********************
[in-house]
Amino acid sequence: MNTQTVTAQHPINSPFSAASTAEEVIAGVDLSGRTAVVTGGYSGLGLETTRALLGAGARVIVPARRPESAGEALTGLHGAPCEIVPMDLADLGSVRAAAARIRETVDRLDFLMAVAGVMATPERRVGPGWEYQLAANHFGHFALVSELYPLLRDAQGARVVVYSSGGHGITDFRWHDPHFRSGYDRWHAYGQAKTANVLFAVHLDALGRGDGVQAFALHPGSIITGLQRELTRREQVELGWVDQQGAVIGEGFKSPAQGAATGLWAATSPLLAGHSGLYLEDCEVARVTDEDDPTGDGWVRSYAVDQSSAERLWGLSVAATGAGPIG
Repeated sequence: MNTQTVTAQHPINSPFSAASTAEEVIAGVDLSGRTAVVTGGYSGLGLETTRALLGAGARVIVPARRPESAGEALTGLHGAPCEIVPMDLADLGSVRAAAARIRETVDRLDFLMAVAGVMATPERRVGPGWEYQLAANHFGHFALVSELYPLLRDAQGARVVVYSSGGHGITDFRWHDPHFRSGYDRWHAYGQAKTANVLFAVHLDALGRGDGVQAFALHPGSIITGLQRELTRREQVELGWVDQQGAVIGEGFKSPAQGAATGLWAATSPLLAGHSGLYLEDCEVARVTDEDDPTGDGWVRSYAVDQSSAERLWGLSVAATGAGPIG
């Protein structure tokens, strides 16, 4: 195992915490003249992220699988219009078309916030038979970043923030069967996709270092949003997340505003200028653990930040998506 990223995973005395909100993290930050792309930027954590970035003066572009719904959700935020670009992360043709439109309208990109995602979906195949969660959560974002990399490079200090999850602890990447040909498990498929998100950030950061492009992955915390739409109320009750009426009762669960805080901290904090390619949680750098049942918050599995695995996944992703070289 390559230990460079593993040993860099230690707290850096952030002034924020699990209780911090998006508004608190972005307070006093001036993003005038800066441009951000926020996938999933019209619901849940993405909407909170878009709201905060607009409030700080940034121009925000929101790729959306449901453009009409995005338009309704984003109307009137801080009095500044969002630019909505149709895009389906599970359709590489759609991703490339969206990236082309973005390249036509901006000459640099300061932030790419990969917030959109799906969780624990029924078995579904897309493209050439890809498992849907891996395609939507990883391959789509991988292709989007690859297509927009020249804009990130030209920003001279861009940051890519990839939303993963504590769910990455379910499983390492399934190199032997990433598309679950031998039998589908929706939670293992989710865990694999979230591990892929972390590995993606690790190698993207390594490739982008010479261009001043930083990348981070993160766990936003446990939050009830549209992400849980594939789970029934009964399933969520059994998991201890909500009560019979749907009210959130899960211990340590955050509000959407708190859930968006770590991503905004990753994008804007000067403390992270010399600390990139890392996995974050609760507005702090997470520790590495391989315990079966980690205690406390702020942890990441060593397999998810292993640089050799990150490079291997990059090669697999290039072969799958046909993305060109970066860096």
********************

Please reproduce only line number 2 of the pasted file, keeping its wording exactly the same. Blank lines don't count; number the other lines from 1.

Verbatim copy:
Amino acid sequence: MNTQTVTAQHPINSPFSAASTAEEVIAGVDLSGRTAVVTGGYSGLGLETTRALLGAGARVIVPARRPESAGEALTGLHGAPCEIVPMDLADLGSVRAAAARIRETVDRLDFLMAVAGVMATPERRVGPGWEYQLAANHFGHFALVSELYPLLRDAQGARVVVYSSGGHGITDFRWHDPHFRSGYDRWHAYGQAKTANVLFAVHLDALGRGDGVQAFALHPGSIITGLQRELTRREQVELGWVDQQGAVIGEGFKSPAQGAATGLWAATSPLLAGHSGLYLEDCEVARVTDEDDPTGDGWVRSYAVDQSSAERLWGLSVAATGAGPIG